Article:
My Good Samaritan told me that had been a builder and lost his eyesight about twelve years ago when he found out his son had been sexually abused by a priest: he became so angry that he actually burst the veins in his eyes and went blind! Since that time he has become very active in support groups and lobbying to help to ensure that this doesn’t happen to other fathers. He said that he found great comfort in his activism and it helped to channel his anger and frustration, so much so that these days he’s actually much calmer and relaxed than he was before he went blind. He makes incredibly intricate ornamental wooden boxes, one of which was in his bag, just finished, that he showed me. It was  beautifully and very delicately engraved using modern technological instruments that actually talk to the user. He told me that his grandkids all lived nearby to his home and visited frequently and he felt his life was rich and rewarding in ways he never imagined possible. “Don’t get me wrong,” he smiled, “I’d still rather see, but I appreciate my life now in a way that I never thought possible and so to some extent I’m actually grateful for my blindness – there were so many things about myself that I just didn’t see before, but now I do!”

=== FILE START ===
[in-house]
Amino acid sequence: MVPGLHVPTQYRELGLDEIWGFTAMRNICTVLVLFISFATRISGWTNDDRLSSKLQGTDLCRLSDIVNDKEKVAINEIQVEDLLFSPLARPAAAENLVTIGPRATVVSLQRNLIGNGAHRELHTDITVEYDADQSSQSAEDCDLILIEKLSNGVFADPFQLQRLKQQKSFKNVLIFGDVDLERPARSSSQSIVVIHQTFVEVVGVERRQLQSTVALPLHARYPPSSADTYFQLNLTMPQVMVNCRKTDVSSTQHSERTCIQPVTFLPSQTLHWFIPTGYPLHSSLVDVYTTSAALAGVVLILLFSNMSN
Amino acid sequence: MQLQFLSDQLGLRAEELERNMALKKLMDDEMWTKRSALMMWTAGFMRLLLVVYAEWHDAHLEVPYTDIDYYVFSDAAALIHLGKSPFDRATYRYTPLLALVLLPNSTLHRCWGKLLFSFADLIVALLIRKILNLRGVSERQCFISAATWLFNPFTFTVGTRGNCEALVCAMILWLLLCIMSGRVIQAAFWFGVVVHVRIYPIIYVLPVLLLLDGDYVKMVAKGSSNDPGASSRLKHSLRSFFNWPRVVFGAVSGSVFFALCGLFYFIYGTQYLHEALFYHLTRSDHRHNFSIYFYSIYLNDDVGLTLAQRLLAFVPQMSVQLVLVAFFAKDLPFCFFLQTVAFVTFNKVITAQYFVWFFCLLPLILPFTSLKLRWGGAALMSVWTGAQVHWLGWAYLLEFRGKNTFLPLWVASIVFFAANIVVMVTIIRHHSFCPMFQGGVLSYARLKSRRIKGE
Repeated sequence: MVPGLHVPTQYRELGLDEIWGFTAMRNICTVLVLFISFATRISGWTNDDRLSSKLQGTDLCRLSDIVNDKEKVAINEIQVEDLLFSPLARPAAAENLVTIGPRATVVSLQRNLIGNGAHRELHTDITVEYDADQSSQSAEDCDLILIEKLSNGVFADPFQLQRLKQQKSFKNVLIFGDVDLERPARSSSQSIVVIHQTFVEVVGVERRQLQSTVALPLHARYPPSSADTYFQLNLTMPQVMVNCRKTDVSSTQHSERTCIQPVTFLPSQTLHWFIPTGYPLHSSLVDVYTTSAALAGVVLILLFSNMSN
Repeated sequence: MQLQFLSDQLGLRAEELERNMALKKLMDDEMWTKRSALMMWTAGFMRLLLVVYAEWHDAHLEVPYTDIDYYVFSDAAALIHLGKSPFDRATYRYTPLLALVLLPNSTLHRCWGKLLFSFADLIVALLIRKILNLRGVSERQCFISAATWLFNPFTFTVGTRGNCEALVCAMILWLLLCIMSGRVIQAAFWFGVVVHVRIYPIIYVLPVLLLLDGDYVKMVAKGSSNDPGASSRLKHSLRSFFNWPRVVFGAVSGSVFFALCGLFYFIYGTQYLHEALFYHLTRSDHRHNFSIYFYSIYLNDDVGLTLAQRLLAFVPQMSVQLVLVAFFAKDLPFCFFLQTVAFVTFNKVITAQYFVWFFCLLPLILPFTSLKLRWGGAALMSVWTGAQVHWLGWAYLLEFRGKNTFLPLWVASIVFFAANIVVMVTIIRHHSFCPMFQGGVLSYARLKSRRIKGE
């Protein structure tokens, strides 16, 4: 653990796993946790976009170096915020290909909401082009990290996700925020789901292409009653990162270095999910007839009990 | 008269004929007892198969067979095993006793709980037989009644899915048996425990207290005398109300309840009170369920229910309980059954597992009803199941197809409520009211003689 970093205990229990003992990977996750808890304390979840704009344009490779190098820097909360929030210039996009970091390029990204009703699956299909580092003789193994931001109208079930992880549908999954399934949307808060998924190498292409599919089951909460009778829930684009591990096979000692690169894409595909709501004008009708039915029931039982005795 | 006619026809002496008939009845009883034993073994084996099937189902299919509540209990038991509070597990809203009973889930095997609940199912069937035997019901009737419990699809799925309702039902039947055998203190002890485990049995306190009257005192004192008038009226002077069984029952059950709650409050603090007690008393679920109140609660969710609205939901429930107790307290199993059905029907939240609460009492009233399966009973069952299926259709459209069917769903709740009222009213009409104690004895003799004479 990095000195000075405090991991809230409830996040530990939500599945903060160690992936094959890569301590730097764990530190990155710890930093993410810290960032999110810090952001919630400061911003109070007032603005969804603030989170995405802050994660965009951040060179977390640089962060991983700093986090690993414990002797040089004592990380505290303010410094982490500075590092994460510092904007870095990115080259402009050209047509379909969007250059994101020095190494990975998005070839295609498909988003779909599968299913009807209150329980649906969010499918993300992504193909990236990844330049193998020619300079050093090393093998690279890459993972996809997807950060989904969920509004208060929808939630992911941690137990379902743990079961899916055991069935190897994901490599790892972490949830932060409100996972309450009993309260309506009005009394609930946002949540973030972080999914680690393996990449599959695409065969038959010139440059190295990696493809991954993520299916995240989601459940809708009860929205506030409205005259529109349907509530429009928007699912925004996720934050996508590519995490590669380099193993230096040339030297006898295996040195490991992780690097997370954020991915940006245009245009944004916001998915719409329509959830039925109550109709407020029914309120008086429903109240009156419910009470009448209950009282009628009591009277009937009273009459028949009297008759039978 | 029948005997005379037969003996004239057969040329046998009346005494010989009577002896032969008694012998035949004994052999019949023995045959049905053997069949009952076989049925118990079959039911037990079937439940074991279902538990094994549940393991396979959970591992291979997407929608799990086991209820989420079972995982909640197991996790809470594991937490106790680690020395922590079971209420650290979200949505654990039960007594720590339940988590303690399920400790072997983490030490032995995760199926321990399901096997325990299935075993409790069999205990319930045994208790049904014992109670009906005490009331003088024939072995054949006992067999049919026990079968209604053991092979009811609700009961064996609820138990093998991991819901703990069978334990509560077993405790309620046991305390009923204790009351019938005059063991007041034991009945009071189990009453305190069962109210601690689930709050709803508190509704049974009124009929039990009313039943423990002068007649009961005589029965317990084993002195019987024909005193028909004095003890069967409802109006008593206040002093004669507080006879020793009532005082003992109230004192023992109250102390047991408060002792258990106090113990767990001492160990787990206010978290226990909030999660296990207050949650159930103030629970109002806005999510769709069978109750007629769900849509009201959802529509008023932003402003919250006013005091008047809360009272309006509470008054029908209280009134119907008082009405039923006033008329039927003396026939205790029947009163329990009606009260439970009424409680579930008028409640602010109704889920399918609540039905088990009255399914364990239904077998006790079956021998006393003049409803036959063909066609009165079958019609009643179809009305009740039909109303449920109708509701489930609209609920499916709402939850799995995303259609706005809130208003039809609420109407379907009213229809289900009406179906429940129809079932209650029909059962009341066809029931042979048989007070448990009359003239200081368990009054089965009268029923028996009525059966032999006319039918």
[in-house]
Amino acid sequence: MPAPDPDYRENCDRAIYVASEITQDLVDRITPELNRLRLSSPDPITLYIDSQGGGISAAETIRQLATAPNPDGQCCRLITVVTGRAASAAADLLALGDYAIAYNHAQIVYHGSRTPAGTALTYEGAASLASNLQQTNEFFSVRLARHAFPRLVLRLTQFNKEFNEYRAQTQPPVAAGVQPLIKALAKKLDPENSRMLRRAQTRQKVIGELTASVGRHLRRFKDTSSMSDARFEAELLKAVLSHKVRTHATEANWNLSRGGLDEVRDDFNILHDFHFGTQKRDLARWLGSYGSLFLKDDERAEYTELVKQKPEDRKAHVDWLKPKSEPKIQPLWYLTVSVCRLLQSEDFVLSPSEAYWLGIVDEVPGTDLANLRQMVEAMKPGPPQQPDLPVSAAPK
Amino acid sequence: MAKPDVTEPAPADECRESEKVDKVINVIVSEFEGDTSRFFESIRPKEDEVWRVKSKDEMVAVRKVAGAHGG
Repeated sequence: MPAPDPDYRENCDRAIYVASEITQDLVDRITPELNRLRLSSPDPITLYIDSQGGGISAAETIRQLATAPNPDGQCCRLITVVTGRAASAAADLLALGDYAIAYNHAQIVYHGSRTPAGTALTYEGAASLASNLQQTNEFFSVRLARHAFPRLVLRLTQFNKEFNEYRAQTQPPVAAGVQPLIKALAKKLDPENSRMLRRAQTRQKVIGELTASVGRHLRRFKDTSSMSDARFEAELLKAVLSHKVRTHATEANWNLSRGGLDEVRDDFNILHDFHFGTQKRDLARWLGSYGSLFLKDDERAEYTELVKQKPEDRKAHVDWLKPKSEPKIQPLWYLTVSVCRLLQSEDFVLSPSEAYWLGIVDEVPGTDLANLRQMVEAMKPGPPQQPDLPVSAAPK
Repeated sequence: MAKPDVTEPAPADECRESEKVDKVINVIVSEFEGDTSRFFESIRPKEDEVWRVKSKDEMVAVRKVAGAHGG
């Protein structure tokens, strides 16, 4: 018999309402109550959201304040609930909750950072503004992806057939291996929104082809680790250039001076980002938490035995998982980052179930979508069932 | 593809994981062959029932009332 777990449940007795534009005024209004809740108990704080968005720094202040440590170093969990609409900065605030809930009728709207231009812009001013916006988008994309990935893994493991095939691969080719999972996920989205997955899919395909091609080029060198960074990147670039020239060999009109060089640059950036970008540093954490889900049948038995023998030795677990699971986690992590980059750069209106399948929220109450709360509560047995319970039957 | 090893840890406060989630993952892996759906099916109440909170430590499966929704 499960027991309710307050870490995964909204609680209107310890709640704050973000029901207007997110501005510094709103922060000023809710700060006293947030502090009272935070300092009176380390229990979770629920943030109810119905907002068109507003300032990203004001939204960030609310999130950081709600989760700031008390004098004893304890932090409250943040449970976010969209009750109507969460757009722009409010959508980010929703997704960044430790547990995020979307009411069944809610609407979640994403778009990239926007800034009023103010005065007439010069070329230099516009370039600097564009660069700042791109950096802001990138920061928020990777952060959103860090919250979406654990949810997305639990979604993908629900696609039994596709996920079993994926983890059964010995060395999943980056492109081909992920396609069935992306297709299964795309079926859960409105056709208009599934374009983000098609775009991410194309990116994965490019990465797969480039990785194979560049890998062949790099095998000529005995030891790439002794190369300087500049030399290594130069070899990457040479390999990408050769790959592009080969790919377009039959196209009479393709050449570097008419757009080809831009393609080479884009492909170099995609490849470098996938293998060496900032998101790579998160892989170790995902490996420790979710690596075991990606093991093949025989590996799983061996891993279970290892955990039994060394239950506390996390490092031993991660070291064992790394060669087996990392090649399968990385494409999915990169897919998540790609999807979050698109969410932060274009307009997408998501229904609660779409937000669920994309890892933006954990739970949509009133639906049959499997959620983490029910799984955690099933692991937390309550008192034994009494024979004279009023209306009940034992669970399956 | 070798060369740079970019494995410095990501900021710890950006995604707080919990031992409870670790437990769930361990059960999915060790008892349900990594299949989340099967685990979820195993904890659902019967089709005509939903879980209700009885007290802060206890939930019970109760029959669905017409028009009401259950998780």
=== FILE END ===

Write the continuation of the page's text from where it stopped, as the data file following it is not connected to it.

When we got to the central station, I walked – guiltily – through the turnstile with him, but actually no one even asked who I was or stopped me! My Good Samaritan then proceeded to lead me through the station and take me to the airport bus station. He quickly and efficiently navigated his way by using his stick along the raised guidelines on the ground, and I followed along one step behind like a little kid. When he deposited me at the bus station I asked him if his home was nearby. “Oh no,” he laughed, “I live another 80 kms on the other side of the city. I just thought I’d better first get you to your bus safe and sound so you wouldn’t miss your flight!” He then said goodbye and walked back towards the train station.